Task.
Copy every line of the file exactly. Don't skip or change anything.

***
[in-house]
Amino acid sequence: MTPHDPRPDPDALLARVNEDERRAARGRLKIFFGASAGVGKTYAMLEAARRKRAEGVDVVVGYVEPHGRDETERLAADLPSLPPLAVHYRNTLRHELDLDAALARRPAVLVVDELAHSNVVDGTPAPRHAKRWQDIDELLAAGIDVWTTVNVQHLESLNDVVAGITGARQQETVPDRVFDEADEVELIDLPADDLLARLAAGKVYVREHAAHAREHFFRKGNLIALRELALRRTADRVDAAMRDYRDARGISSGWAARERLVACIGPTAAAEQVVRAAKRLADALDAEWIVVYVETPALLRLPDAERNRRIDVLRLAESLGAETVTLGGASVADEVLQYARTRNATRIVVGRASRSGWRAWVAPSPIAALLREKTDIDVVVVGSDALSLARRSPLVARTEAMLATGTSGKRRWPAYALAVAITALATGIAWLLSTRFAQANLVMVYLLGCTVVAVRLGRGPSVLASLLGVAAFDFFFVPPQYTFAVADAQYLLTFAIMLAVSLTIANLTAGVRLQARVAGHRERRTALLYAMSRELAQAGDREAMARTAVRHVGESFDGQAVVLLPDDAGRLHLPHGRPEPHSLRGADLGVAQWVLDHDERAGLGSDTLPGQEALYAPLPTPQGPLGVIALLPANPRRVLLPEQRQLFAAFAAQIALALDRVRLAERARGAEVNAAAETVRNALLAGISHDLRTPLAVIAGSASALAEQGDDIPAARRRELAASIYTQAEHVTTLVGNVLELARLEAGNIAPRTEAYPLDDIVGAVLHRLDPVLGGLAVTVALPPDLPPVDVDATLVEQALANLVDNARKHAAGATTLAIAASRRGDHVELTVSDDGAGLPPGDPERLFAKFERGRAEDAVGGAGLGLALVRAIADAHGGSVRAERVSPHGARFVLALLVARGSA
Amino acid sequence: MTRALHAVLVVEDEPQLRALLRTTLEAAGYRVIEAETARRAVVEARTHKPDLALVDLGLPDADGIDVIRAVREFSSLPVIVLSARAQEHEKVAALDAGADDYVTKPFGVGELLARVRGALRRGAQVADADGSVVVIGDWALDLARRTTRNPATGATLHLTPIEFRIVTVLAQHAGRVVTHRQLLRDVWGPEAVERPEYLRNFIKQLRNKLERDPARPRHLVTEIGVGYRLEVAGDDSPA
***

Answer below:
[in-house]
Amino acid sequence: MTPHDPRPDPDALLARVNEDERRAARGRLKIFFGASAGVGKTYAMLEAARRKRAEGVDVVVGYVEPHGRDETERLAADLPSLPPLAVHYRNTLRHELDLDAALARRPAVLVVDELAHSNVVDGTPAPRHAKRWQDIDELLAAGIDVWTTVNVQHLESLNDVVAGITGARQQETVPDRVFDEADEVELIDLPADDLLARLAAGKVYVREHAAHAREHFFRKGNLIALRELALRRTADRVDAAMRDYRDARGISSGWAARERLVACIGPTAAAEQVVRAAKRLADALDAEWIVVYVETPALLRLPDAERNRRIDVLRLAESLGAETVTLGGASVADEVLQYARTRNATRIVVGRASRSGWRAWVAPSPIAALLREKTDIDVVVVGSDALSLARRSPLVARTEAMLATGTSGKRRWPAYALAVAITALATGIAWLLSTRFAQANLVMVYLLGCTVVAVRLGRGPSVLASLLGVAAFDFFFVPPQYTFAVADAQYLLTFAIMLAVSLTIANLTAGVRLQARVAGHRERRTALLYAMSRELAQAGDREAMARTAVRHVGESFDGQAVVLLPDDAGRLHLPHGRPEPHSLRGADLGVAQWVLDHDERAGLGSDTLPGQEALYAPLPTPQGPLGVIALLPANPRRVLLPEQRQLFAAFAAQIALALDRVRLAERARGAEVNAAAETVRNALLAGISHDLRTPLAVIAGSASALAEQGDDIPAARRRELAASIYTQAEHVTTLVGNVLELARLEAGNIAPRTEAYPLDDIVGAVLHRLDPVLGGLAVTVALPPDLPPVDVDATLVEQALANLVDNARKHAAGATTLAIAASRRGDHVELTVSDDGAGLPPGDPERLFAKFERGRAEDAVGGAGLGLALVRAIADAHGGSVRAERVSPHGARFVLALLVARGSA
Amino acid sequence: MTRALHAVLVVEDEPQLRALLRTTLEAAGYRVIEAETARRAVVEARTHKPDLALVDLGLPDADGIDVIRAVREFSSLPVIVLSARAQEHEKVAALDAGADDYVTKPFGVGELLARVRGALRRGAQVADADGSVVVIGDWALDLARRTTRNPATGATLHLTPIEFRIVTVLAQHAGRVVTHRQLLRDVWGPEAVERPEYLRNFIKQLRNKLERDPARPRHLVTEIGVGYRLEVAGDDSPA